3 Building Blocks to Becoming a Thought Leader

With more than 3 billion active Internet users worldwide, it’s easier than ever to share your ideas with others. On the other hand, by making information so easily accessible, standing out as a thought leader proves difficult when everyone’s aiming for the spotlight.

At her recent “Speak Up, Stand Out: Tips for Becoming a Thought Leader” webinar with Cision, marketing strategy consultant and professional speaker Dorie Clark explored how to identify influential ideas to make your mark, whether locally or globally. In order to develop a unique idea, you need to change perspectives, reflect on strengths and pull from personal experiences.

While coming up with an idea is the first big step, getting recognized is what sets thought leaders apart from the rest of the world. Dorie emphasizes these three steps to get the word out about your idea:

 

1. Build Your Network

 

Before you reach out to others, think about how you can make yourself indispensable in a network.

“There are silos that do not talk to each other. If you can be a person who brings those people together, that’s really useful,” says Dorie.

 Build Your CircleCircle-Thought-Leadership

Whether you invite a new person to lunch each week or create your own personal mastermind groups, be active in making connections.

“We need to be more deliberate about who we want to surround ourselves with, who we want to learn from,” says Dorie. “Be more decisive of when and how often you see someone.”

Grow Your Network

“A lot of the people we should meet with we don’t know right now,” says Dorie.

While email is the typical method for building networks these days, avoid approaching your contacts like everyone else and starting with “I love your work.” You can tie whatever commonality you have with that person to mark yourself as a peer, rather than a fan.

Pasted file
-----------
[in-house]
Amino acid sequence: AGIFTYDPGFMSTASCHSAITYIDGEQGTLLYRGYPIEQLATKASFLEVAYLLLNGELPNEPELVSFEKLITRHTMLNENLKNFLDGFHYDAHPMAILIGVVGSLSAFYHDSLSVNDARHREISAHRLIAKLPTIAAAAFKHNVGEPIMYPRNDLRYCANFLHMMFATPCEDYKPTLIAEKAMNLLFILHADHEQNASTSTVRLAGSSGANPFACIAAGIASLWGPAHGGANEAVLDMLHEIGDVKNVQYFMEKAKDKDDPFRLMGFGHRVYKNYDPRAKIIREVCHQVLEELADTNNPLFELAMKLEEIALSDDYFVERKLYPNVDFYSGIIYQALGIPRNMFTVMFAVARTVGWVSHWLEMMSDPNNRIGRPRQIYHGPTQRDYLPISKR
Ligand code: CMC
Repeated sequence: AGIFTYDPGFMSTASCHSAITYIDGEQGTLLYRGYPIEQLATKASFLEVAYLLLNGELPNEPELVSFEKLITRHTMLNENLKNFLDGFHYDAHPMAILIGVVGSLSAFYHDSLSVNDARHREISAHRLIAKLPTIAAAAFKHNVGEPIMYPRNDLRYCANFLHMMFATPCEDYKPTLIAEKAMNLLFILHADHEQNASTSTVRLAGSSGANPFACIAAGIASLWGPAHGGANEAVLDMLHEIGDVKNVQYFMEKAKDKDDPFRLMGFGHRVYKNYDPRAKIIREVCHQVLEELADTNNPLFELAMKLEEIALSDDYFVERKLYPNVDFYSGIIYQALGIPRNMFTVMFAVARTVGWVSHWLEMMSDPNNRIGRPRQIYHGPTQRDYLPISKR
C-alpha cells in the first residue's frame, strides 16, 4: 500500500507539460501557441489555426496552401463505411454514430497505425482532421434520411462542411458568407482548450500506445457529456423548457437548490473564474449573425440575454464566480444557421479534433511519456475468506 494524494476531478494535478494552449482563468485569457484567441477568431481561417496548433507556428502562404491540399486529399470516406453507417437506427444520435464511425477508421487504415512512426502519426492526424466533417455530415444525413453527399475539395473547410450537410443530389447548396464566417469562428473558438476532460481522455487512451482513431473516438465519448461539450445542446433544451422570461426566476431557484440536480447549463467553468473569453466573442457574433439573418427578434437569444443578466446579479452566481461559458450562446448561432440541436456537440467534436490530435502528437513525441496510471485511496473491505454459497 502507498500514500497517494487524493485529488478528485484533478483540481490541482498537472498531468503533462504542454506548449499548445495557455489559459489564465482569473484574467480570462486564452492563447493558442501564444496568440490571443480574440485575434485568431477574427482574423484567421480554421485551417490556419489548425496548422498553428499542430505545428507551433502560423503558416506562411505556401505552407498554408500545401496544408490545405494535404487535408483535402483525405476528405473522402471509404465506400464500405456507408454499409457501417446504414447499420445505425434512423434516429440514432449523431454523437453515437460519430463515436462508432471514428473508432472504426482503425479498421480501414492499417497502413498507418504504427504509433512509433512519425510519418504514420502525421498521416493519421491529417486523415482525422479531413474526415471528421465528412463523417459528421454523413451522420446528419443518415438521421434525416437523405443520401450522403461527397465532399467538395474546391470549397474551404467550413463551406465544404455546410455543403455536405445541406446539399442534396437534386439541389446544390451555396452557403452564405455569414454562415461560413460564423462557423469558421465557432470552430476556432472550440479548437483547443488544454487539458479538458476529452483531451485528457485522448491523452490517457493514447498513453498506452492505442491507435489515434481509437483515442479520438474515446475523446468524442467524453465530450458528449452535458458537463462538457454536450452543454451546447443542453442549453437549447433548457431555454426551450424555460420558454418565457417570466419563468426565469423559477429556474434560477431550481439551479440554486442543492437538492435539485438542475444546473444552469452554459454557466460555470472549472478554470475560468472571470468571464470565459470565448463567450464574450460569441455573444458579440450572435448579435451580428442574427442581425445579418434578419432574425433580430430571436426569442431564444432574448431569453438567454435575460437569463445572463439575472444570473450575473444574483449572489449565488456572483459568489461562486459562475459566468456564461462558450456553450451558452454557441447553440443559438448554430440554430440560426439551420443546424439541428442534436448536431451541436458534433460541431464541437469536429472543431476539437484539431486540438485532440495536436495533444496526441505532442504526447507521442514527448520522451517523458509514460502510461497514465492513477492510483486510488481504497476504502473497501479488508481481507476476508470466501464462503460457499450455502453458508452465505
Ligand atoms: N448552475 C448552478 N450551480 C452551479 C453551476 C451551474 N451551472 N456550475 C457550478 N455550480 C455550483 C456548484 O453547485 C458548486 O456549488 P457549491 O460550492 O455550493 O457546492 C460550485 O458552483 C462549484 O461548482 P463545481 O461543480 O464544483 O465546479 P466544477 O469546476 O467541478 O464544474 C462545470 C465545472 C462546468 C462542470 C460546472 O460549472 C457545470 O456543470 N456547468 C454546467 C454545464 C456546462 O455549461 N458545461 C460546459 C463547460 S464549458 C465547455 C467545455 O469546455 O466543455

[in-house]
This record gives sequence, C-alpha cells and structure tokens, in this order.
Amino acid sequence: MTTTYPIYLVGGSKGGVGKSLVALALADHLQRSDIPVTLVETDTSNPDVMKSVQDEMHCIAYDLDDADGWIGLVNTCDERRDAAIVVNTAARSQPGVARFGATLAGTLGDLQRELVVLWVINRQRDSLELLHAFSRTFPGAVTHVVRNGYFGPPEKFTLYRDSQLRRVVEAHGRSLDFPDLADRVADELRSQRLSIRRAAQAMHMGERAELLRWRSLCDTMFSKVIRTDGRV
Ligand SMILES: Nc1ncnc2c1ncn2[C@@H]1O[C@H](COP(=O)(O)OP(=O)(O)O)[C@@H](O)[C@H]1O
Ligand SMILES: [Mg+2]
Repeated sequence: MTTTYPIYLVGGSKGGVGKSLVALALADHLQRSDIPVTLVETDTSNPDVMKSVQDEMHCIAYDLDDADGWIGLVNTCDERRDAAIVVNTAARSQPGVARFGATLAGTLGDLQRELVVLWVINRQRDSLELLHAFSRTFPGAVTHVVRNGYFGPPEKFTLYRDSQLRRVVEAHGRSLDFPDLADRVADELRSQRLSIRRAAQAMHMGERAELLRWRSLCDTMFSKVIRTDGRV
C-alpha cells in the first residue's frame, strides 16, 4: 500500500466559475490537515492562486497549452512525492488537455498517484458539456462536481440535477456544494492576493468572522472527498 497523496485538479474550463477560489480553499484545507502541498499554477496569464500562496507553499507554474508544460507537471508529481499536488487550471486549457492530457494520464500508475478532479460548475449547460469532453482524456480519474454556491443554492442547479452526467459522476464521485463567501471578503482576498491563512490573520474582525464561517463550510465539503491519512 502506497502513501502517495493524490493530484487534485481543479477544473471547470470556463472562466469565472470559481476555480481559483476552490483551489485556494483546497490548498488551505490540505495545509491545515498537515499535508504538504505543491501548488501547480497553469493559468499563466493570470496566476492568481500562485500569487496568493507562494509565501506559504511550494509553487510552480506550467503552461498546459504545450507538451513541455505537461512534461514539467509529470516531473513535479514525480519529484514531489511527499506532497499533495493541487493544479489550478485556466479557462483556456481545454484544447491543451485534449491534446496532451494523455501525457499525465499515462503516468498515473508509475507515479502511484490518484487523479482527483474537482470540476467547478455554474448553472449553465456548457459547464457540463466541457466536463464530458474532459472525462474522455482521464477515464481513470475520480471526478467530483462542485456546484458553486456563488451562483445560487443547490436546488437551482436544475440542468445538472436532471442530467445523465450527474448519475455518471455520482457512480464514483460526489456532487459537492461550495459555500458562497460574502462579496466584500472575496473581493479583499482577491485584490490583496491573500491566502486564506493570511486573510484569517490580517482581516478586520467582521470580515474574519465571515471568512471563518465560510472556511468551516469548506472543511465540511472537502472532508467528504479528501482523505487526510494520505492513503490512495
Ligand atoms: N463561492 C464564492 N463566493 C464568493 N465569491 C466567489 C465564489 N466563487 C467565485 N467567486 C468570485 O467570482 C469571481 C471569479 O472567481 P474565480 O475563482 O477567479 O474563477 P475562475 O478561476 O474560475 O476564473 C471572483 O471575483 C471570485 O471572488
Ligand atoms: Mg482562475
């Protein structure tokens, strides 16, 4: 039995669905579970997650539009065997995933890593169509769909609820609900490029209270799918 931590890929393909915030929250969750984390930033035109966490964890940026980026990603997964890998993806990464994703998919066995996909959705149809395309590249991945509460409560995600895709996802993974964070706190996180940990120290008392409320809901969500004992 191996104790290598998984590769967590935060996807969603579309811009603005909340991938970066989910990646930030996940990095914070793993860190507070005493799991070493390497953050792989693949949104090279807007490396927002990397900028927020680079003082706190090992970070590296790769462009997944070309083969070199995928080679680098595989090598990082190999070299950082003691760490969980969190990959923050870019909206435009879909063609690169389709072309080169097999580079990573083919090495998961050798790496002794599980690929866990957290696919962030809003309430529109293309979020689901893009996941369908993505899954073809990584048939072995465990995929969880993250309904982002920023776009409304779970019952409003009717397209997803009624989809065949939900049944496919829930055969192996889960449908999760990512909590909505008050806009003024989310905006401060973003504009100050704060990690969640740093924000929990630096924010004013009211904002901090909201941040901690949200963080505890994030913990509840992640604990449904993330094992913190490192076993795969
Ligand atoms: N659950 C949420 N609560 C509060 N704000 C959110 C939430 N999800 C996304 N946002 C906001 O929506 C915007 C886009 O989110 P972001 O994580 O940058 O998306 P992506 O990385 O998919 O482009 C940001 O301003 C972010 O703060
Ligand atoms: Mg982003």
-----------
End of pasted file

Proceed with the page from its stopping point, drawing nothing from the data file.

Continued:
Dorie suggests asking yourself, “How do I come in by being helpful?”

Create Your Own Networks

If you’re an introvert, think about where you derive your energy or passion from and create groups from those areas of interest. Dorie explains how she hosts dinner gatherings to bring people together and expand connections.

“People will give you credit for helping facilitate those networks.”

 

2. Build Your Audience

 

Once you have established an inner circle and tested out your idea, start to shaAudience-Thought-Leadershipre your knowledge publicly. Make it easy for likeminded people to discover what you’re doing and how to get on board. Online conversations and social media make up a key piece of this step.

By making your ideas accessible online, you can help five, 50 or 500 people, rather than the limited group you would have reached by only emailing those you know.

While you may spend more time and effort on your social media posts, the impact they can have is exponential.

 

3. Build Your Community

 

“You know you’ve reached the tipping point when your audience talks to each other,” says Dorie. “That’s where the magic happens.”

Dorie references Help A Reporter Out as an example. What started as a Facebook group, matching PR professionals with reporters, has grown into a service with more than 475,000 sources and 45,000 journalists.

“We need to ask ourselves, ‘Is this idea beneficial to someone besides me?’ Looping back to the first step, how do you spread your ideas? What enables a community to really build is getting advice that is really useful to the rest of the world.”

Want more help with the brainstorming process? Get Dorie’s free 42-page Stand Out Workbook here!

Images: OFFICIAL LEWEB PHOTOSKenny Louie (Creative Commons)

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